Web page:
It remains to mention two related precedents for this release. The first is Runaway Train (ASH 1.9), a 1994 release on Touch’s sister label Ash International. This is a “found” tape rather than a composition, but it has a life-or-death subtext which is not too far removed from El Tren Fantasma. The driver of Runaway Train may be about to end up as a ghost himself. There’s also something indefinably compelling about the distortion of the voices on both records; unexpected messages from the past. The second precedent is Pierre Schaeffer’s famous Étude aux chemins de fer from 1948, and Watson himself explicitly tells us El Tren Fantasma is “Inspired by Pierre Schaeffer’. Yes, both composers used the same source material and made music from the sounds of trains, but I think what’s also important is that Schaeffer’s early piece of tape collage is widely regarded as the first published statement of musique concrète, and is often used as a touchstone by others (Lionel Marchetti is one I can think of who has quoted it in his own work). Étude aux chemins de fer is as historically important as one of the earliest pieces of cinema – L’Arrivée d’un train en gare de La Ciotat by the Lumière Brothers (1895) which, very coincidentally, shows a train arriving at a station.
Philip Jeck‘s An Ark for the Listener (TOUCH TO:81) has been with us since 2010. Jeck has long been recognised as an innovator with turntables and old vinyl, and when I spoke to him in 2003 he seemed almost nonplussed to be held in the same regard as Christian Marclay. But it could be that the Dansettes and old records have become something of an albatross for Jeck, and this release may represent an attempt to evolve and expand his sound. Record players are here, but so are keyboards, minidisc recorders, a mixing desk, a bass guitar, and effects pedals. In fact at first spin it’s almost impossible to find the old reassuring swishes, crackles and stuck-record loops that have been Jeck’s signature sound for many years. Like Watson above, he’s going for a blending and layering approach that smooths out many of the rough edges, and transforms signals from vinyl into lush mixed chords of ambient music. At first, it seemed a bit too smooth for me, but a patient listen to the whole suite will reveal a tremendous amount of meticulous detail.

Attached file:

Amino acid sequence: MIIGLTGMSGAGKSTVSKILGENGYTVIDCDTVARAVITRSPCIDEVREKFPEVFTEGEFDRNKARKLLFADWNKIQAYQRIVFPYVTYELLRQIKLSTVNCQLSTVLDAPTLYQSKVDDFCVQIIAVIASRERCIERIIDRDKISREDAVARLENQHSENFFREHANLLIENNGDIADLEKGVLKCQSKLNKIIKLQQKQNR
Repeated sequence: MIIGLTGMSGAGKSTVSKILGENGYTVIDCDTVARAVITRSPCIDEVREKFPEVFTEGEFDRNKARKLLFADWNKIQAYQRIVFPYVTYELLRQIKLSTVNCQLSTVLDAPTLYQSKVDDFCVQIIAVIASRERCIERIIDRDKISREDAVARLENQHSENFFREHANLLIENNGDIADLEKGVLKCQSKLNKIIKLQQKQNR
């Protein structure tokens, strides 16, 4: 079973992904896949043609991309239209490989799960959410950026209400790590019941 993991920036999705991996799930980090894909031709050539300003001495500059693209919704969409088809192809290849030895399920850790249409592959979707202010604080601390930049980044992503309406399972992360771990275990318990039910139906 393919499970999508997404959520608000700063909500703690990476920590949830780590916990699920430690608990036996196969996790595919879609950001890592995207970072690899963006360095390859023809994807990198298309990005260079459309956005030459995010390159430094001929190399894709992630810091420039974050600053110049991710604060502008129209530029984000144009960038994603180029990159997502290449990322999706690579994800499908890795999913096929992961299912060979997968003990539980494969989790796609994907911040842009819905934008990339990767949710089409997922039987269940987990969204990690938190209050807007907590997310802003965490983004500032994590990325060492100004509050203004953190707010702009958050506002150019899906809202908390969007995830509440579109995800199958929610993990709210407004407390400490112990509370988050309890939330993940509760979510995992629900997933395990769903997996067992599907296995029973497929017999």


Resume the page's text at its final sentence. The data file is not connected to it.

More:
He’s doing it in the service of another meditational piece which, like Sand and Suite before it, involves contemplation of death, loss and bereavement in a very personal and heartfelt manner. In this case, it’s about five people drowning in the ocean in one particular verse of The Wreck of The Deutschland, a poem by Gerald Manley Hopkins. The drowning nuns slowly reach an epiphany across seven long tracks and a two-part coda; along the way, the piece immerses us completely in its very fluid soundworld (‘The All of Water’), finds consonances between souls and shoals, and makes aural rhymes between church bells and ship’s bells. In Hopkins’ original poem, the ‘ark for the listener’ which may rescue mankind is a symbol of God’s compassion and mercy. It would not be inappropriate in the context to view the ‘Pilot’, named here on three separate track titles, as God himself, the pilot of the cosmic ship of mankind, and the religious of this work meet their fate stoically and prayerfully. I find resonances with the 2007 version of Gavin Bryars’ The Sinking of the Titanic, another maritime ship-sinking valedictory work of tremendous import, to which Jeck added nostalgic textures with his turntables.